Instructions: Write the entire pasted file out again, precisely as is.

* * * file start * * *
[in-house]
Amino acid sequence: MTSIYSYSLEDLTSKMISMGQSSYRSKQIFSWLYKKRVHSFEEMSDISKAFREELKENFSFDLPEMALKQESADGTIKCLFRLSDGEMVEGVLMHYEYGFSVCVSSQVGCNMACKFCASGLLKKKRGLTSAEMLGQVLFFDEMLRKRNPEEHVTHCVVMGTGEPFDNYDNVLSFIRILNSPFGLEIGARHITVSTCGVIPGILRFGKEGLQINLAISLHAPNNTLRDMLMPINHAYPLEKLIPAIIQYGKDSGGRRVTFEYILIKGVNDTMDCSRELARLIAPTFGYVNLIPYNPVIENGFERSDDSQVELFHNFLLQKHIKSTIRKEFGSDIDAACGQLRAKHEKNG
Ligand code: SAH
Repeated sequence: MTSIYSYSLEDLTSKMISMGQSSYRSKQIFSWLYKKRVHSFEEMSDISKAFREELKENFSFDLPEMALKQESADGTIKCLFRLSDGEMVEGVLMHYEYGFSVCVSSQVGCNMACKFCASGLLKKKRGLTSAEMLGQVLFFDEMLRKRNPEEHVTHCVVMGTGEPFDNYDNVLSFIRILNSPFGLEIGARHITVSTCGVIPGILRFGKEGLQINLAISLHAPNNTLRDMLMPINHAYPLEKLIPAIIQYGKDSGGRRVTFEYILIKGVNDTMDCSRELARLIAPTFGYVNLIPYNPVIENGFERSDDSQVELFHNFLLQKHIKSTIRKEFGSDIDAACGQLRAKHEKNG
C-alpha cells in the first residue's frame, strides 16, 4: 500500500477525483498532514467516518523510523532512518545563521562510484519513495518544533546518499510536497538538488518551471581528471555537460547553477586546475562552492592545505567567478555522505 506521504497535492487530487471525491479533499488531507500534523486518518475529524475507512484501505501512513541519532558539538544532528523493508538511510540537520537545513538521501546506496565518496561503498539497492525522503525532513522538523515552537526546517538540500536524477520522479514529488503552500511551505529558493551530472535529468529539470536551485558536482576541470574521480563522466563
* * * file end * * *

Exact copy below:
[in-house]
Amino acid sequence: MTSIYSYSLEDLTSKMISMGQSSYRSKQIFSWLYKKRVHSFEEMSDISKAFREELKENFSFDLPEMALKQESADGTIKCLFRLSDGEMVEGVLMHYEYGFSVCVSSQVGCNMACKFCASGLLKKKRGLTSAEMLGQVLFFDEMLRKRNPEEHVTHCVVMGTGEPFDNYDNVLSFIRILNSPFGLEIGARHITVSTCGVIPGILRFGKEGLQINLAISLHAPNNTLRDMLMPINHAYPLEKLIPAIIQYGKDSGGRRVTFEYILIKGVNDTMDCSRELARLIAPTFGYVNLIPYNPVIENGFERSDDSQVELFHNFLLQKHIKSTIRKEFGSDIDAACGQLRAKHEKNG
Ligand code: SAH
Repeated sequence: MTSIYSYSLEDLTSKMISMGQSSYRSKQIFSWLYKKRVHSFEEMSDISKAFREELKENFSFDLPEMALKQESADGTIKCLFRLSDGEMVEGVLMHYEYGFSVCVSSQVGCNMACKFCASGLLKKKRGLTSAEMLGQVLFFDEMLRKRNPEEHVTHCVVMGTGEPFDNYDNVLSFIRILNSPFGLEIGARHITVSTCGVIPGILRFGKEGLQINLAISLHAPNNTLRDMLMPINHAYPLEKLIPAIIQYGKDSGGRRVTFEYILIKGVNDTMDCSRELARLIAPTFGYVNLIPYNPVIENGFERSDDSQVELFHNFLLQKHIKSTIRKEFGSDIDAACGQLRAKHEKNG
C-alpha cells in the first residue's frame, strides 16, 4: 500500500477525483498532514467516518523510523532512518545563521562510484519513495518544533546518499510536497538538488518551471581528471555537460547553477586546475562552492592545505567567478555522505 506521504497535492487530487471525491479533499488531507500534523486518518475529524475507512484501505501512513541519532558539538544532528523493508538511510540537520537545513538521501546506496565518496561503498539497492525522503525532513522538523515552537526546517538540500536524477520522479514529488503552500511551505529558493551530472535529468529539470536551485558536482576541470574521480563522466563